World News

Congress launches effort to help allies like Taiwan get military equipment ‘as quickly as possible’

The House Foreign Services Committee is forming a bipartisan task force to “modernize U.S. foreign military sales” that are “plagued with delays” to deliver military equipment to key allies like Taiwan “as quickly as possible.”

Chairman Michael McCaul, R-Texas, announced Tuesday that House Foreign Affairs Committee will assemble a bipartisan Technical, Industrial, and Governmental Engagement for Readiness (TIGER) Task Force to rapidly supply allies with weapons. 

“Our partners, like Taiwan, order American military equipment because they need it. They should receive that hardware as quickly as possible,” said Rep. Seth Moulton, D-Mass., who is co-leading the task force.


Taiwan's President Tsai Ing-wen

House Foreign Affairs Committee Chairman Michael McCaul, R-Texas, left, attends a luncheon with Taiwan’s President Tsai Ing-wen, during a visit by a congressional delegation to Taiwan in Taipei, Taiwan, April 8. (Taiwan Presidential Office via AP, File)

The committee’s formation comes after Secretary of State Antony Blinken stated that U.S. does not support Taiwanese independence, which has been a longstanding understanding between the America and China — which claims the island as part of its territory.

“We remain opposed to any unilateral changes to the status quo by either side. We continue to expect the peaceful resolution of cross strait differences,” said Blinken on June 19 after a meeting with Chinese President Xi Jinping.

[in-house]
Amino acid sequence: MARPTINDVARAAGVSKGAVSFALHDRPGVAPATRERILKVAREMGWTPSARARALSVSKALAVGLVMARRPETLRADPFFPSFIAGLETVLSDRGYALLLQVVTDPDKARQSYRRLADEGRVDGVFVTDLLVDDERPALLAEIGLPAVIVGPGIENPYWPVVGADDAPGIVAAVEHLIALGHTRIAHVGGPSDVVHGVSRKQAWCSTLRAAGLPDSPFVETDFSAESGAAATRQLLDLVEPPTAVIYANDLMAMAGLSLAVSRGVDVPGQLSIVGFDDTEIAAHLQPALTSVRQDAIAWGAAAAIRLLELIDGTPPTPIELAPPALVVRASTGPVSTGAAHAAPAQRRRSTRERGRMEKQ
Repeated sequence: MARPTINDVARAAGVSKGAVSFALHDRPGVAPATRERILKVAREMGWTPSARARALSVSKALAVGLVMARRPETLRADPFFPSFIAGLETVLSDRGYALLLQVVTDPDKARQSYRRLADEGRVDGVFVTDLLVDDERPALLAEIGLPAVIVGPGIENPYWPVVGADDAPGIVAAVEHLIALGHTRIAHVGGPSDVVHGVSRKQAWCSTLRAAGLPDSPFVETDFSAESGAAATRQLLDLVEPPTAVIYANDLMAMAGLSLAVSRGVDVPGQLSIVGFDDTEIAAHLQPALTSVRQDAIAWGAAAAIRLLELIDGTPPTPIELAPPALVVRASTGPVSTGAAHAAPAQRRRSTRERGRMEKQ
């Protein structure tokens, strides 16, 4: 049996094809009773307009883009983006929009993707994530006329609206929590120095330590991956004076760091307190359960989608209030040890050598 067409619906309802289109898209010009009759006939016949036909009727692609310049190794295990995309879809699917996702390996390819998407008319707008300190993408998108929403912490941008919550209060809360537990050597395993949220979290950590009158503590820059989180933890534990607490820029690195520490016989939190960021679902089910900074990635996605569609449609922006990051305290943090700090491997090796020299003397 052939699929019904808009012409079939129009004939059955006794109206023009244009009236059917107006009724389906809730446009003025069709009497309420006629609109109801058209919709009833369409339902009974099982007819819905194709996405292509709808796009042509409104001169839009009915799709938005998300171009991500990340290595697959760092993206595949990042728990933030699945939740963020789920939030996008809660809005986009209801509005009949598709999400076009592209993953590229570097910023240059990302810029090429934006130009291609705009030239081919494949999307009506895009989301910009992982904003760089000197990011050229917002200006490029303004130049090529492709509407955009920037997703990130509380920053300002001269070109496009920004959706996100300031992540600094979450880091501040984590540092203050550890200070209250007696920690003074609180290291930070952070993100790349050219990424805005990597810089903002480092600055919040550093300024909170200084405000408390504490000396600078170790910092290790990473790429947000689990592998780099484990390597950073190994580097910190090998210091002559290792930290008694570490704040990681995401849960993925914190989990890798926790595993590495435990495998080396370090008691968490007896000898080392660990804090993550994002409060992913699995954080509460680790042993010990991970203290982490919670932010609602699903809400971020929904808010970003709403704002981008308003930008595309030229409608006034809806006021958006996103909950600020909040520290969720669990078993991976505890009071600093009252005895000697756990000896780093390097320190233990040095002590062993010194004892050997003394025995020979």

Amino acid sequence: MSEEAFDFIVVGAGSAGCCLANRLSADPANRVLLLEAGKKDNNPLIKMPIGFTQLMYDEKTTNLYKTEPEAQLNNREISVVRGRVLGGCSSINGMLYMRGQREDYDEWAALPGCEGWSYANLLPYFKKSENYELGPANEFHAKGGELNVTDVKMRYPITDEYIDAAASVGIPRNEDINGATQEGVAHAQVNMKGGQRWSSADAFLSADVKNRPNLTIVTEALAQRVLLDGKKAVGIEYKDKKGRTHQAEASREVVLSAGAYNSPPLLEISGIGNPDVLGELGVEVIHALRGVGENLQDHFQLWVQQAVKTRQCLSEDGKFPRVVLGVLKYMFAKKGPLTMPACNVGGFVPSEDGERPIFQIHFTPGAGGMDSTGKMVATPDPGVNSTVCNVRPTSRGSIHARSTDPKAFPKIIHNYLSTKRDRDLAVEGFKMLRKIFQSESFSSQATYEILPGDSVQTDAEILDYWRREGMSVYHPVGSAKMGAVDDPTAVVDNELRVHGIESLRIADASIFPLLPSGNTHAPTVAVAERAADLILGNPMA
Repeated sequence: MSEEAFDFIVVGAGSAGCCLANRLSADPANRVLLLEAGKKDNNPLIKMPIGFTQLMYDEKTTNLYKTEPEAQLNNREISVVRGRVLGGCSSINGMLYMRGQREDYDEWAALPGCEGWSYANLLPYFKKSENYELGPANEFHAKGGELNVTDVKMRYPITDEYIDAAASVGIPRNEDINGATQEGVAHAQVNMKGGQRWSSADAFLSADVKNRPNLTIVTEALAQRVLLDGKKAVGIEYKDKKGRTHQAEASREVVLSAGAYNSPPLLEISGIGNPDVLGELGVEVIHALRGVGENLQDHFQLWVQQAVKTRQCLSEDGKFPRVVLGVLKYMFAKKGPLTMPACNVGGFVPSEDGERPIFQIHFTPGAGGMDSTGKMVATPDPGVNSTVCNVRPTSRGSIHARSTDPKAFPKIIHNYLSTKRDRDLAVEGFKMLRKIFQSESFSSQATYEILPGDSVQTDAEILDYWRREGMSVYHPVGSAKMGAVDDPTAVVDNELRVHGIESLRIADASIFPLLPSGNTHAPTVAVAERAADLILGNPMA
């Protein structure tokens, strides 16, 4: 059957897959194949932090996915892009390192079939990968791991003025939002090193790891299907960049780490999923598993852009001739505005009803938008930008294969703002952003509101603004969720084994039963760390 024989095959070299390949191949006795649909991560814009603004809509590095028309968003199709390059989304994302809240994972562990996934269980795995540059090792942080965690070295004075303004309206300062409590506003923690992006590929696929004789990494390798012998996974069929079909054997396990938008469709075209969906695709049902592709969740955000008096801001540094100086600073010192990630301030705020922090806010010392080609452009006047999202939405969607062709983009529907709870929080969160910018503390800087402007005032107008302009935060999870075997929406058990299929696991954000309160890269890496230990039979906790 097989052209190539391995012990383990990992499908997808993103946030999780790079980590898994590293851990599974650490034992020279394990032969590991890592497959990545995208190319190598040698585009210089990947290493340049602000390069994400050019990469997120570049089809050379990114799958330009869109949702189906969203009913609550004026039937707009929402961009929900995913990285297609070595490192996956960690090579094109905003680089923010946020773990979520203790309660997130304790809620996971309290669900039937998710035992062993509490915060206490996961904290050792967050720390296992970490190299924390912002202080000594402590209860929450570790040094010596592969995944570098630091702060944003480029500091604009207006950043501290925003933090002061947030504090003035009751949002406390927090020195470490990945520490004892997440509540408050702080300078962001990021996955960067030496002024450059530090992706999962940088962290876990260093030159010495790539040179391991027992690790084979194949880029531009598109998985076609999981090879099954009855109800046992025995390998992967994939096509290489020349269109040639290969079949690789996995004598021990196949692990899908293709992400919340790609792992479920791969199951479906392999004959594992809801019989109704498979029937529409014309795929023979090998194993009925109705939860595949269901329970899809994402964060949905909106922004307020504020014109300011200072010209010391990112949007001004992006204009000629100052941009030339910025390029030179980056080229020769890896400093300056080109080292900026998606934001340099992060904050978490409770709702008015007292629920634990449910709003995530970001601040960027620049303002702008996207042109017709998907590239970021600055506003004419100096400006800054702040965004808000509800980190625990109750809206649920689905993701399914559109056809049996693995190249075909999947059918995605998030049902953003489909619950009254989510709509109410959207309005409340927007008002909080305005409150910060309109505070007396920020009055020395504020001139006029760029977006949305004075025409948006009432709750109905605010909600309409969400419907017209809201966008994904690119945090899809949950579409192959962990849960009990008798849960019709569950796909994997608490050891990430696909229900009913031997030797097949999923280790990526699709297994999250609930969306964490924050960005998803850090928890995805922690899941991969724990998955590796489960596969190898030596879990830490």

Nonetheless, the bipartisan task force seeks to push through regulatory roadblocks and streamline shipping routes to provide allies and partners with military provisions. 

“For years, U.S. foreign military sales have been plagued with delays that have put many of our allies and partners across the globe at risk,” said TIGER task force leader Rep. Michael Waltz, R-Fla.

Taiwan military prepares anti-ship missiles

Taiwan Air Force soldiers load U.S.-made Harpoon AGM-84 anti-ship missiles at a combat readiness mission during a press invited event at an airbase in Hualien, Taiwan, in August 2022. This version of the Harpoon missile is fired from the air. (Reuters/Ann Wang)

In March, the U.S. approved a $619 million arms sale to Taiwan, which included 200 anti-aircraft Advanced Medium Range Air-to-Air Missiles and 100 AGM-88B HARM missiles. Additionally, the U.S. bolstered its Taiwan training program in February, adding 100-200 more troops to prepare for a potential attack from the mainland. 

Last year, U.S.-China Economic and Security Review Commission blamed a diversion of weapons to Ukraine as the reason for a backlog in weapons shipments to Taiwan. In response, Sen. Josh Hawley, R-Mo. said in a letter to Blinken that the China threat “requires us to expedite delivery to Taiwan of the weapons it needs to defend itself.”

“We will examine where Congress needs to cut bureaucratic red tape and where industry needs to invest in addressing bottlenecks,” said Moulton. “All parties will be held accountable so that equipment gets out the door in time for it to be relevant on the battlefield.”

Taiwan's military conducts training exercises

The U.S. is sending more troops to Taiwan to help train its military, a U.S. official told Fox News on Thursday, as tensions remain high in a territorial dispute with China. Taiwan’s army is shown here conducting drills on Jan. 12 in Kaohsiung, Taiwan. (Annabelle Chih/Getty Images)

Waltz, Moulton and McCaul will be joined by Rep. French Hill, R-Ark., Rep. Mike Garcia, R-Ca., and Jason Crow, D-Colo., on the task force. 

The State Department announced that sales of military equipment to foreign governments spiked 49 percent in fiscal year 2022, with $205.6 billion in sales. 

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